How do you create a new form of aviation? By collaborating, Uber contends. To realize its Elevate vision of urban air transport, the ride-hailing giant has assembled a phalanx of partners across the entire ecosystem from vehicles to vertiports.

Uber is also investing in internal teams to tackle what it sees as key gaps in industry’s ability to build ride-sharing networks of electric vertical-takeoff-and-landing (eVTOL) air taxis within cities, including noise, batteries, airspace and infrastructure.

At its second Elevate Summit in Los Angeles on May 8-9, Uber is assembling the entire urban air mobility (UAM) ecosystem and unveiling models and tools it is developing to help industry design new classes of aircraft with which it has no experience.

“Manufacturers know how to produce aircraft, but none have developed an eVTOL for urban air mobility,” says Rob McDonald, Uber’s head of vehicle engineering. “We look for gaps in technology, tools and testing and spend money to fill those gaps and share the results with our partners.”

Taking a leaf out of NASA’s book, Uber is developing distributed-propulsion eVTOL common reference models (eCRM) that industry can use to develop and validate designs. The company is releasing its first eVTOL concepts to industry at the summit, with more to come.

The first, eCRM-001, has four sets of paired rotors for vertical lift and tilting wingtip propellers for vertical lift and forward thrust. Another concept, eCRM-003, has four sets of rotors for vertical flight and a tail-mounted propeller for cruise flight.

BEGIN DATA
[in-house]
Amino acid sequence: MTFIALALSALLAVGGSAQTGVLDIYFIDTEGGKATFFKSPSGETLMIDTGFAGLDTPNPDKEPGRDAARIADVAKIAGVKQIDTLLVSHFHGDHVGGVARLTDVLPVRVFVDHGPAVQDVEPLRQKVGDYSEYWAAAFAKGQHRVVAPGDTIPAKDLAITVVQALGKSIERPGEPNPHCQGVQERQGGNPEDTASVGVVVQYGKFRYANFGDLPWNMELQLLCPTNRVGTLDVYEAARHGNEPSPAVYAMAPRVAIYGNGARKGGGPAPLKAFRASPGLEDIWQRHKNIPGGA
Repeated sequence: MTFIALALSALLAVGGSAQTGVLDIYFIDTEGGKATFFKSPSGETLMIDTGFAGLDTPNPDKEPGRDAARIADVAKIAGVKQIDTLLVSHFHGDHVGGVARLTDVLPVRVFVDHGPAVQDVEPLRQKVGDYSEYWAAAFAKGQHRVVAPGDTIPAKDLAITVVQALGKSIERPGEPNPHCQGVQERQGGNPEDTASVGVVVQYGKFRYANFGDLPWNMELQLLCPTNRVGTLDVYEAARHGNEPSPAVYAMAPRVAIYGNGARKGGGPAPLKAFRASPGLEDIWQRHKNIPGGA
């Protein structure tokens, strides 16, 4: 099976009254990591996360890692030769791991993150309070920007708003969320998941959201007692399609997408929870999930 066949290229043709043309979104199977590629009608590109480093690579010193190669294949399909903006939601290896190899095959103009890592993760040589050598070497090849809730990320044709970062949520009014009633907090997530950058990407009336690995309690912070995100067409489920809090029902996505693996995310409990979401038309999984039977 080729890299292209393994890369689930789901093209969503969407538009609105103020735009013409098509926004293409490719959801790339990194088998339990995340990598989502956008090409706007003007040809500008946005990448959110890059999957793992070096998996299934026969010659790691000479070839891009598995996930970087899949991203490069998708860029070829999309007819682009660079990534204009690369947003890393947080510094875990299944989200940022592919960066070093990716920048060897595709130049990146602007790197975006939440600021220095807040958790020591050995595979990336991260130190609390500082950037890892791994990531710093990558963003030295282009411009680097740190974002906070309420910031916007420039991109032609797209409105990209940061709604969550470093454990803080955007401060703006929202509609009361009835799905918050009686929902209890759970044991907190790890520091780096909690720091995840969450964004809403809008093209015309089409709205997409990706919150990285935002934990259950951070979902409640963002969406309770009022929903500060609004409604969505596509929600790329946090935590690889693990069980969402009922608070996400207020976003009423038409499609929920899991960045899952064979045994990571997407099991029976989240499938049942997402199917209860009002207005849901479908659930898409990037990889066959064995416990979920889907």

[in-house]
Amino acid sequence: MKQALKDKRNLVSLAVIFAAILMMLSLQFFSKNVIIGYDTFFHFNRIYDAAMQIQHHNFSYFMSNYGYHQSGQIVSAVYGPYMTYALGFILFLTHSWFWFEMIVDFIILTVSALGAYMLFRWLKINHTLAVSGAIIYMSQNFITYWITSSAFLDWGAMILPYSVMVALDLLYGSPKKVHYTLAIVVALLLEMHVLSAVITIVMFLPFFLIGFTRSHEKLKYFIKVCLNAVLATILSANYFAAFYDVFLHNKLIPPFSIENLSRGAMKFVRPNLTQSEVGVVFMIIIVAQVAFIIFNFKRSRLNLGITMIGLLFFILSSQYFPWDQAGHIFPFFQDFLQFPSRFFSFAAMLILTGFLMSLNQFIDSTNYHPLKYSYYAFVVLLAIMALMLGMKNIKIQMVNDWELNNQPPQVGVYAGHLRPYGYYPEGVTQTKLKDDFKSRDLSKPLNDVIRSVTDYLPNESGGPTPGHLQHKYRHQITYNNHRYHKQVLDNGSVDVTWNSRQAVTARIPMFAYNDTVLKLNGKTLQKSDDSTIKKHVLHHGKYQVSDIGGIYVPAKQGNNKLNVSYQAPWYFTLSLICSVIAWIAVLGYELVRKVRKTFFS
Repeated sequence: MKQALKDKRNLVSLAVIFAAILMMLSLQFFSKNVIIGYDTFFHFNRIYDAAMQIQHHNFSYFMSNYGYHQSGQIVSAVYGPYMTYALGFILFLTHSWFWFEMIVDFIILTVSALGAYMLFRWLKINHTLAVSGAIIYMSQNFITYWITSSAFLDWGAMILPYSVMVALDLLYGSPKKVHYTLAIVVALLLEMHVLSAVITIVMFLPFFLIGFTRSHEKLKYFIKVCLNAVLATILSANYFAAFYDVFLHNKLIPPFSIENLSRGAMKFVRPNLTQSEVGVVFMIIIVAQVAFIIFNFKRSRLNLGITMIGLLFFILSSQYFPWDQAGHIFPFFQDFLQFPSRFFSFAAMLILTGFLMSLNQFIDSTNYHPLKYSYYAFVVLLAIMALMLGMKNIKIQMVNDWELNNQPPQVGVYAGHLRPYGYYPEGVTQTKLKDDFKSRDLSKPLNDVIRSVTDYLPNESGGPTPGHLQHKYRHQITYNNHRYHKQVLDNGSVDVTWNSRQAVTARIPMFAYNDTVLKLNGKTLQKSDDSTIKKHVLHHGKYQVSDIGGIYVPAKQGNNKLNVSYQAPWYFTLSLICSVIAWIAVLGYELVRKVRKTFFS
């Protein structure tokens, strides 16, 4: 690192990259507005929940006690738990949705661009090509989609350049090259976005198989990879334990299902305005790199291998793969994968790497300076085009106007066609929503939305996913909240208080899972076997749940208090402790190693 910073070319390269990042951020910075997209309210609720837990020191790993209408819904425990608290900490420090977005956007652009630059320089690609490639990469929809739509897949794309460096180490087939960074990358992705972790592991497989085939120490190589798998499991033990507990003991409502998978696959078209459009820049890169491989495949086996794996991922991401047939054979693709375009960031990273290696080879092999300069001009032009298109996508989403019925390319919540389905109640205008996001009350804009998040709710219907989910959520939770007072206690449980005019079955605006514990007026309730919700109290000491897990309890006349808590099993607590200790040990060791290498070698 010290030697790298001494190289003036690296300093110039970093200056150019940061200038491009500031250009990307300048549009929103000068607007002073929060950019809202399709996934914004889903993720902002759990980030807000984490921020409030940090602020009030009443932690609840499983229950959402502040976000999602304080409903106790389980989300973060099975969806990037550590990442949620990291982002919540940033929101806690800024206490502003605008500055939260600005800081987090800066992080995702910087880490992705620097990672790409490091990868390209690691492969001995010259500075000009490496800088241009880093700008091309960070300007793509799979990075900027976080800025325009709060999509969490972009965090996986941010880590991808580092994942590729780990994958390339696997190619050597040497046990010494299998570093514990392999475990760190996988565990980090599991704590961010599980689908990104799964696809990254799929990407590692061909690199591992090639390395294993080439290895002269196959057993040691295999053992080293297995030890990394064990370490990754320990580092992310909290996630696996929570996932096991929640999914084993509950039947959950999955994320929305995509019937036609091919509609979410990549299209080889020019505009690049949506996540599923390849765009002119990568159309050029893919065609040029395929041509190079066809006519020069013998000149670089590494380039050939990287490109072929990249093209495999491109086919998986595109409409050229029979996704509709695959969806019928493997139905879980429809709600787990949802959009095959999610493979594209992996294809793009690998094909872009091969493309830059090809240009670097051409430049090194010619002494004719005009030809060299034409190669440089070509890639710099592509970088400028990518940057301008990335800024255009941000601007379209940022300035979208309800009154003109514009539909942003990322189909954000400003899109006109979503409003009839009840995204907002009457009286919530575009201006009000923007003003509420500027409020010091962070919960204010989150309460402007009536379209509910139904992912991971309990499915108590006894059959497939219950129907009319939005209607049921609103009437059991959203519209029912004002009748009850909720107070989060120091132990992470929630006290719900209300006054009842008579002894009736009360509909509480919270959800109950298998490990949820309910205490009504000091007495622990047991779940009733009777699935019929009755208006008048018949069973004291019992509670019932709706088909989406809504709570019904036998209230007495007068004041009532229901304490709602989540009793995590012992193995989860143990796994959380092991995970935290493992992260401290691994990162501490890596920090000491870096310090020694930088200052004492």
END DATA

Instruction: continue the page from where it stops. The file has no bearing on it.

NASA uses the CRM to enable different teams to work on the same hard problem—the design of a high-lift system for commercial aircraft—and share their results. Uber sees five uses for its eCRMs, says former NASA engineer Mark Moore, director of aviation engineering.

“All these vehicles have complex flow problems, where propulsion, aerodynamics and control interact, and acoustic issues,” he says. “This requires variable-fidelity toolsets that need to be validated and compared, similar to what NASA does with the high-lift CRM.”

Secondly, eCRMs act as reference concepts for trade studies as developers look across many different configurations. Uber’s models also are intended to help socialize new ideas, “like concept cars that automotive manufacturers never intend to build but use to get ideas across to stakeholders,” Moore says.

A fourth function is to validate that the requirements Uber has developed are correct. “We have developed an extensive requirement set, and the eCRMs help validate that the requirements are correct and show they are achievable,” says Moore.

Fifth, the common reference models will advance eVTOL by allowing developers to understand if technologies buy their way onto different vehicle concepts. “It is not about any one vehicle,” he says. “It is about understanding a bunch of vehicles that are so different.”

The eCRMs will help industry make the tradeoffs between the complexity of articulation and the redundancy of distributed propulsion. “Those are the big questions in eVTOL, and we are making a tremendous effort in those two directions,” says Moore.

The eCRMs are being developed internally by Uber’s vehicle team located in San Luis Obispo and San Francisco, California, to support its partners as they develop their vehicles. Partners onboard to date are Aurora Flight Sciences, Bell, Embraer and Pipstrel Aircraft. More partners will be announced at the summit.